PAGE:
Stow was influenced by the focus on particular places in English Victorian literature and set the entire novel in Suffolk. Literary scholar Melanie Duckworth has claimed that, in The Girl Green as Elderflower, Suffolk is not mere setting, but rather a textured and historied place. Although he kept the location static, the novel takes place over a variety of time periods. It focuses one place throughout and across time. Stow engages in what Duckworth calls "Australian medievalism," drawing connections between the Middle Ages and postcolonial Australia and Papua New Guinea. This connection is most clear between the medieval legend of green children and the novel's titular Welsh "girl green." Stow draws a parallel between greenness and strangeness in the medieval period to the aftermath of contemporary colonialprojects. Ultimately, according to Duckworth, it is trauma (both for the main character, Crispin Clare, and the colonial/postcolonial places he inhabits) that draws the narrative out of and across time. Destabilization of time is positioned as a means of recovery, particularly for Clare.
In March 2019, La Mama Courthouse Theatre in Melbourne, Australia adapted The Girl Green as Elderflower into a musical. It was adapted by Richard Davies and directed and orchestrated by Sara Grenfell.
His novel To the Islands won the Miles Franklin Award for 1958. He was awarded the Patrick White Award in 1979. As well as producing fiction, poetry, and numerous book reviews for The Times Literary Supplement, he also wrote libretti for musical theatre works by Peter Maxwell Davies.
A considerable number of Randolph Stow's poems are listed in the State Library of Western Australia online catalogue with indications where they have been anthologised.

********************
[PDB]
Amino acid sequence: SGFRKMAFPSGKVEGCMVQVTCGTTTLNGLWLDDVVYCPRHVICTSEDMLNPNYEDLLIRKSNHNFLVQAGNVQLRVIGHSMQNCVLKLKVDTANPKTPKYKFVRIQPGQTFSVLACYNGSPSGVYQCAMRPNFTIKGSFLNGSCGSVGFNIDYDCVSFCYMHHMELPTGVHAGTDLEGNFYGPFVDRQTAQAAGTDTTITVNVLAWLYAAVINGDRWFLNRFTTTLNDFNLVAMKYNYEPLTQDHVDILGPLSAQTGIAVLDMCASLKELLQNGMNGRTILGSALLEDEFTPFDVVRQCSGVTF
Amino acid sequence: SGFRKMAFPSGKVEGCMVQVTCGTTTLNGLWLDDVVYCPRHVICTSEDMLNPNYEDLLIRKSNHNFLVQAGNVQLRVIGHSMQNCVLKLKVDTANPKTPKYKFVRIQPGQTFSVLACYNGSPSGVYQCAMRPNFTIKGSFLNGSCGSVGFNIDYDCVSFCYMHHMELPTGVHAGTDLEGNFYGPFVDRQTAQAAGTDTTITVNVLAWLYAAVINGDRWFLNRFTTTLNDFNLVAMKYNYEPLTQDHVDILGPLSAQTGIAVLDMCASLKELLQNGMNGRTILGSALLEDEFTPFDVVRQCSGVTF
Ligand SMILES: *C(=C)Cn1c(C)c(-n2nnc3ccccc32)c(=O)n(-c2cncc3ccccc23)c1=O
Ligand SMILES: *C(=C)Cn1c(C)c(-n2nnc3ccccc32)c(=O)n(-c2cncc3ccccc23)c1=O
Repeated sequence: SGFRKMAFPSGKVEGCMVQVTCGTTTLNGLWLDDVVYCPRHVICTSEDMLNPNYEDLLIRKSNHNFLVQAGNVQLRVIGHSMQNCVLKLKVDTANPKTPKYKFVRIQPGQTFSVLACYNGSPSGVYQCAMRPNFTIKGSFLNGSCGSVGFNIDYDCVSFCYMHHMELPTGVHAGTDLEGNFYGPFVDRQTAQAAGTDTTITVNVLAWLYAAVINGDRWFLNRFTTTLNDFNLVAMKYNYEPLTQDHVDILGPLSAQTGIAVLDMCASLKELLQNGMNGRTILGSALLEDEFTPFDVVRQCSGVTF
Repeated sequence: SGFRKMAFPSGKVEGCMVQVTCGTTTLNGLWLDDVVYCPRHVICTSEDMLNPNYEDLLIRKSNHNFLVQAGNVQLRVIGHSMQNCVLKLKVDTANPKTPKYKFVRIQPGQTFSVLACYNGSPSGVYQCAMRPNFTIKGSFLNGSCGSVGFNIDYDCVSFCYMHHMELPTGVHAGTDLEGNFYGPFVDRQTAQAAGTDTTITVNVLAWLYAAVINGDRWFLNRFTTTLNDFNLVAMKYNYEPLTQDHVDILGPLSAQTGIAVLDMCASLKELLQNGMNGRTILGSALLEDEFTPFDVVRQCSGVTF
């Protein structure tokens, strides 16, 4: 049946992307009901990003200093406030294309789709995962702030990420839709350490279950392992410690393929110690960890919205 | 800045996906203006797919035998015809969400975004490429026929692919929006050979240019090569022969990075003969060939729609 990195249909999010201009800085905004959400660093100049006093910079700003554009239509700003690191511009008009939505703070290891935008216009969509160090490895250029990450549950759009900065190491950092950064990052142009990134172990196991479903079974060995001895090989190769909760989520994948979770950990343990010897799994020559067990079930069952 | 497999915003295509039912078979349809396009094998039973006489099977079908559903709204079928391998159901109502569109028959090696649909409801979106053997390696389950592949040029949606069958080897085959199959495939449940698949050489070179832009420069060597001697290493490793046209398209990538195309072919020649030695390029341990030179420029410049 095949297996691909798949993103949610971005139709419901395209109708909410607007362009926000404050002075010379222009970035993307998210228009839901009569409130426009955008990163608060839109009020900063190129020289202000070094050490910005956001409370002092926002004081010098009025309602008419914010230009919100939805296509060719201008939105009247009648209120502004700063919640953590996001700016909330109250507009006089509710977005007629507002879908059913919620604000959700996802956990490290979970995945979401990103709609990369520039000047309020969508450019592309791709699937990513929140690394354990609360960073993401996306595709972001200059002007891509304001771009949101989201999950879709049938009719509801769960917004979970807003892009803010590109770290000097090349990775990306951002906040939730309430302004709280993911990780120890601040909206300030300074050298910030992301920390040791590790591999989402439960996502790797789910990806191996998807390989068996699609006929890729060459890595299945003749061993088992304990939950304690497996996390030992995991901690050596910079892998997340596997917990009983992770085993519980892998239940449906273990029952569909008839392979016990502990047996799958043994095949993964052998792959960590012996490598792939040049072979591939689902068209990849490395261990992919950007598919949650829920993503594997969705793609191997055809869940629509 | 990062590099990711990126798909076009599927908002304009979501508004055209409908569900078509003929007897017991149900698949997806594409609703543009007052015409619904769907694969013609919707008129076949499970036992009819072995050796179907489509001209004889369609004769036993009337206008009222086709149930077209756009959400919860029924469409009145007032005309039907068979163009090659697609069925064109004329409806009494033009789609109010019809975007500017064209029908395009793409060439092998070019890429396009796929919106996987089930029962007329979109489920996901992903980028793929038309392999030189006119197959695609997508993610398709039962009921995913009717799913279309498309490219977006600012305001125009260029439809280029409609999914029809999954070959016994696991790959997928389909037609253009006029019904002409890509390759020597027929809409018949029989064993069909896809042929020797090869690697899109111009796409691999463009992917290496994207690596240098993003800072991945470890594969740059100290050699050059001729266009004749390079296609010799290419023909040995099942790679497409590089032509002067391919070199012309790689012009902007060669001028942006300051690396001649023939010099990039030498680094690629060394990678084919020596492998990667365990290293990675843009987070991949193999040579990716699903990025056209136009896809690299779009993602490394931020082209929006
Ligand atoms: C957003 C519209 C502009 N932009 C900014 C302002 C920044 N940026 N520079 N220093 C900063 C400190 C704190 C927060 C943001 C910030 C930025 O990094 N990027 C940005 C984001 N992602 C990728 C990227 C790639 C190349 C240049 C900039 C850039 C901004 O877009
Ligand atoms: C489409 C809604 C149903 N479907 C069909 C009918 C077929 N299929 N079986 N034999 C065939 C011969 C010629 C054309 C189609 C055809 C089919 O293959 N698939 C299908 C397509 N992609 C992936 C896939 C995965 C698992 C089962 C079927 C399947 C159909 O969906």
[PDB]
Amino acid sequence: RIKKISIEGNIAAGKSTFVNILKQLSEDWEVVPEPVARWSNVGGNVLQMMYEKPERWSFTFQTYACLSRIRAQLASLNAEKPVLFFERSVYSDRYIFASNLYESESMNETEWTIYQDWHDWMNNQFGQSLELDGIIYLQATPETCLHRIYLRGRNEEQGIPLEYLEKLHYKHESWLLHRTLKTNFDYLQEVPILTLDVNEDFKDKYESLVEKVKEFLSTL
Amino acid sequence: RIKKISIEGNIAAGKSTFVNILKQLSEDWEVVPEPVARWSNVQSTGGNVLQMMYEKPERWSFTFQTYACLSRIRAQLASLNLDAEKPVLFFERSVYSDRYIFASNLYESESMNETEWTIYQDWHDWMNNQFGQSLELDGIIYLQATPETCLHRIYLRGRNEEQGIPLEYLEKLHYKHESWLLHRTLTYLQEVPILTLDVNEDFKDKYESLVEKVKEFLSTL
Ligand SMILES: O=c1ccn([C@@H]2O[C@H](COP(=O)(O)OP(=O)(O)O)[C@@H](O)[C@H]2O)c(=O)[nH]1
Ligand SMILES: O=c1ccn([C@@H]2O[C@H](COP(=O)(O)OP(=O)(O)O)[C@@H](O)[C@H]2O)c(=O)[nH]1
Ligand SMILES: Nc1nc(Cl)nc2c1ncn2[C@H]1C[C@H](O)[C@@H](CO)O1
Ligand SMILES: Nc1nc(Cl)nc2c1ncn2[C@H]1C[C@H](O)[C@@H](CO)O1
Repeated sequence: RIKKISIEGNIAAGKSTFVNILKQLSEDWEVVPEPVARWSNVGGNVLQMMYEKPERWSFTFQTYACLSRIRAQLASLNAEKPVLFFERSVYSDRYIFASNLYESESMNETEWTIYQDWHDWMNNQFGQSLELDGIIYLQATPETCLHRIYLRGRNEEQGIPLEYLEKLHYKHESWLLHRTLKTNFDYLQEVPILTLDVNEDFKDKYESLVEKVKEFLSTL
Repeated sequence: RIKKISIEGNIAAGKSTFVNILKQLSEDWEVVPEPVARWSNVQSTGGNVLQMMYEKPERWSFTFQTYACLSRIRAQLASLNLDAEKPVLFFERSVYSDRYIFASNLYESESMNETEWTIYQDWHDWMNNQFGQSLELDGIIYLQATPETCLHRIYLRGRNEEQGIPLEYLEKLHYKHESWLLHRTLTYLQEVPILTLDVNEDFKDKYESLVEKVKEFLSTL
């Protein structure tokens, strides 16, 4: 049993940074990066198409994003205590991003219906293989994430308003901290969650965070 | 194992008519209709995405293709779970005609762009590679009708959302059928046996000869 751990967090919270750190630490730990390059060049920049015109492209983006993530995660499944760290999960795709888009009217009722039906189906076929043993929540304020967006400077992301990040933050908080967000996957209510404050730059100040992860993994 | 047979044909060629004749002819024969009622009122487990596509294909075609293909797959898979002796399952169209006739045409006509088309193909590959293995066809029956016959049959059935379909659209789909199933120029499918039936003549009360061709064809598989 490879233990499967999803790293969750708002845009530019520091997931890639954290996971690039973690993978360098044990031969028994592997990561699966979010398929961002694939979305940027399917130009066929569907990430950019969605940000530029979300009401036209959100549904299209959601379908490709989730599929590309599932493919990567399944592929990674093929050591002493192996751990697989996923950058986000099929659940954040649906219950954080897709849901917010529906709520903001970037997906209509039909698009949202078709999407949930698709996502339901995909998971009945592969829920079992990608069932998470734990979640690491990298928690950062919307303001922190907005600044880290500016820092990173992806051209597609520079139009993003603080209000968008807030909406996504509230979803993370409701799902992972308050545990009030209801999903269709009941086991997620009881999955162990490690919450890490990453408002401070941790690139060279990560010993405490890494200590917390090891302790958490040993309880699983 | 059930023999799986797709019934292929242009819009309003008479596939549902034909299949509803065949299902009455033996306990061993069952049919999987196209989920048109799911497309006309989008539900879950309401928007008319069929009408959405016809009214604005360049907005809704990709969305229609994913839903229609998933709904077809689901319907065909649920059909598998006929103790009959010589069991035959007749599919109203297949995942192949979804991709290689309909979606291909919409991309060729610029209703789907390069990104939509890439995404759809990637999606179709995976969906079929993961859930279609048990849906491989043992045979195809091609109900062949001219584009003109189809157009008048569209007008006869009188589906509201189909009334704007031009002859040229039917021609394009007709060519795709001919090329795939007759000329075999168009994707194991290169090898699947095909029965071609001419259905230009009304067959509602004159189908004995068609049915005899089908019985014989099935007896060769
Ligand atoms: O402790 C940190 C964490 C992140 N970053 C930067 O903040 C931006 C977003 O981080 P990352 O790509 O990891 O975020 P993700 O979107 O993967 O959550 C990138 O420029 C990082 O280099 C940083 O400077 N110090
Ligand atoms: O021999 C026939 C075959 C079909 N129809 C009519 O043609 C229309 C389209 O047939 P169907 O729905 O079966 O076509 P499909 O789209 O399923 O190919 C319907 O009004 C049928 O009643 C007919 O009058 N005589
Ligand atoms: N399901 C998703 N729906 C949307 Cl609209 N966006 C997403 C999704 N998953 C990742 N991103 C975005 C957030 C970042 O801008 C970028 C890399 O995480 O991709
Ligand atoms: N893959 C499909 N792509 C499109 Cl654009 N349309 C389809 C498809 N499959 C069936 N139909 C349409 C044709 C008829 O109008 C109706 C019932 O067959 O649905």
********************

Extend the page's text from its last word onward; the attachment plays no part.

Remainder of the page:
Julian Randolph Stow's paternal grandfather was Francis Leslie Stow, a Crown Solicitor of Western Australia. Stow's great-grandfather was Randolph Isham Stow, a judge on the Supreme Court of South Australia and Attorney General of South Australia; a great-great-uncle, Jefferson Stow was prominent as an explorer of northern Australia, and Stow's great-great-grandfather, the Rev. Thomas Quinton Stow, was a pioneering Congregational minister in South Australia. The Stow family was from Suffolk, where they had owned land for several generations before Thomas Stow was appointed the colonial missionary to South Australia by the London Colonial Missionary Society in 1836. In 1837, they relocated to South Australia. After Thomas Stow's death, the Stow Memorial Church was constructed in his honor. His wife, Elizabeth Randolph Eppes, was American and her mother was Thomas Jefferson's first cousin. The Stow lineage can be traced back to the Plantagenets and William the Conqueror.
Stow's mother's family settled in Australia in the 1830s and were some of the earliest to arrive. His great-grandfather, George Sewell, arrived in Australia in 1835; soon after, the rest of his family relocated from Essex to Australia. Sewell eventually moved from Perth to Geraldton, where his descendants remained. Stow grew up very interested in the traditional stories and histories of the region.
A deeply private person, Stow's life was dogged at times by loneliness and depression (including two suicide attempts), probable alcoholism, an addiction to prescription drugs, and a struggle to come to terms with his homosexuality in a time when it was oppressed.